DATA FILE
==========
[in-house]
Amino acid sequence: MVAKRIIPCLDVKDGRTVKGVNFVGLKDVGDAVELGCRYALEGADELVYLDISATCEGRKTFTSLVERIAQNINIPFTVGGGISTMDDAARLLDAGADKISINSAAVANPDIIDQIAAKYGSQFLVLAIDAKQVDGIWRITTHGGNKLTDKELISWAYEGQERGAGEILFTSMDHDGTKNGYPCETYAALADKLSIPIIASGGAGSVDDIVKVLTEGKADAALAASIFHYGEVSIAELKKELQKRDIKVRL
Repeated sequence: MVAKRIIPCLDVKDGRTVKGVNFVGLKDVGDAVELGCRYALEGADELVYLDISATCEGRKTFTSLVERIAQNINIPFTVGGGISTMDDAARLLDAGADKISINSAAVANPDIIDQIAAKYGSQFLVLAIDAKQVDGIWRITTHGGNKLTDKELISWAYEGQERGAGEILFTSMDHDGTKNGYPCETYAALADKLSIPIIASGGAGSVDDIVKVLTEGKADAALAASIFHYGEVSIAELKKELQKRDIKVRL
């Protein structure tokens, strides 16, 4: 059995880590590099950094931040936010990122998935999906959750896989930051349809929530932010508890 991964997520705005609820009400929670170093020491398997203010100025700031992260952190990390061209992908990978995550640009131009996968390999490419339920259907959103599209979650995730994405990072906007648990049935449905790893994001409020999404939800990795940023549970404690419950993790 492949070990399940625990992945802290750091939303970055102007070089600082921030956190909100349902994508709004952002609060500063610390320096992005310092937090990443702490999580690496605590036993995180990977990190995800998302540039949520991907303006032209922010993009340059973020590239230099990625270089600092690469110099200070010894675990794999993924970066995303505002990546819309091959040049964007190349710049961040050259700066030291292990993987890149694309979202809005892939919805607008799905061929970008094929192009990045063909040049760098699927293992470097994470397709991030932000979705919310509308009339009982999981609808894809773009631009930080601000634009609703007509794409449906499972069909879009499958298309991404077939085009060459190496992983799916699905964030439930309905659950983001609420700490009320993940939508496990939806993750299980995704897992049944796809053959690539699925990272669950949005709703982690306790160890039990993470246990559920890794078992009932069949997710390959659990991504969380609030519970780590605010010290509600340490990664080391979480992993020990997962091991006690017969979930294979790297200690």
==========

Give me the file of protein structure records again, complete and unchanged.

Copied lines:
[in-house]
Amino acid sequence: MVAKRIIPCLDVKDGRTVKGVNFVGLKDVGDAVELGCRYALEGADELVYLDISATCEGRKTFTSLVERIAQNINIPFTVGGGISTMDDAARLLDAGADKISINSAAVANPDIIDQIAAKYGSQFLVLAIDAKQVDGIWRITTHGGNKLTDKELISWAYEGQERGAGEILFTSMDHDGTKNGYPCETYAALADKLSIPIIASGGAGSVDDIVKVLTEGKADAALAASIFHYGEVSIAELKKELQKRDIKVRL
Repeated sequence: MVAKRIIPCLDVKDGRTVKGVNFVGLKDVGDAVELGCRYALEGADELVYLDISATCEGRKTFTSLVERIAQNINIPFTVGGGISTMDDAARLLDAGADKISINSAAVANPDIIDQIAAKYGSQFLVLAIDAKQVDGIWRITTHGGNKLTDKELISWAYEGQERGAGEILFTSMDHDGTKNGYPCETYAALADKLSIPIIASGGAGSVDDIVKVLTEGKADAALAASIFHYGEVSIAELKKELQKRDIKVRL
């Protein structure tokens, strides 16, 4: 059995880590590099950094931040936010990122998935999906959750896989930051349809929530932010508890 991964997520705005609820009400929670170093020491398997203010100025700031992260952190990390061209992908990978995550640009131009996968390999490419339920259907959103599209979650995730994405990072906007648990049935449905790893994001409020999404939800990795940023549970404690419950993790 492949070990399940625990992945802290750091939303970055102007070089600082921030956190909100349902994508709004952002609060500063610390320096992005310092937090990443702490999580690496605590036993995180990977990190995800998302540039949520991907303006032209922010993009340059973020590239230099990625270089600092690469110099200070010894675990794999993924970066995303505002990546819309091959040049964007190349710049961040050259700066030291292990993987890149694309979202809005892939919805607008799905061929970008094929192009990045063909040049760098699927293992470097994470397709991030932000979705919310509308009339009982999981609808894809773009631009930080601000634009609703007509794409449906499972069909879009499958298309991404077939085009060459190496992983799916699905964030439930309905659950983001609420700490009320993940939508496990939806993750299980995704897992049944796809053959690539699925990272669950949005709703982690306790160890039990993470246990559920890794078992009932069949997710390959659990991504969380609030519970780590605010010290509600340490990664080391979480992993020990997962091991006690017969979930294979790297200690």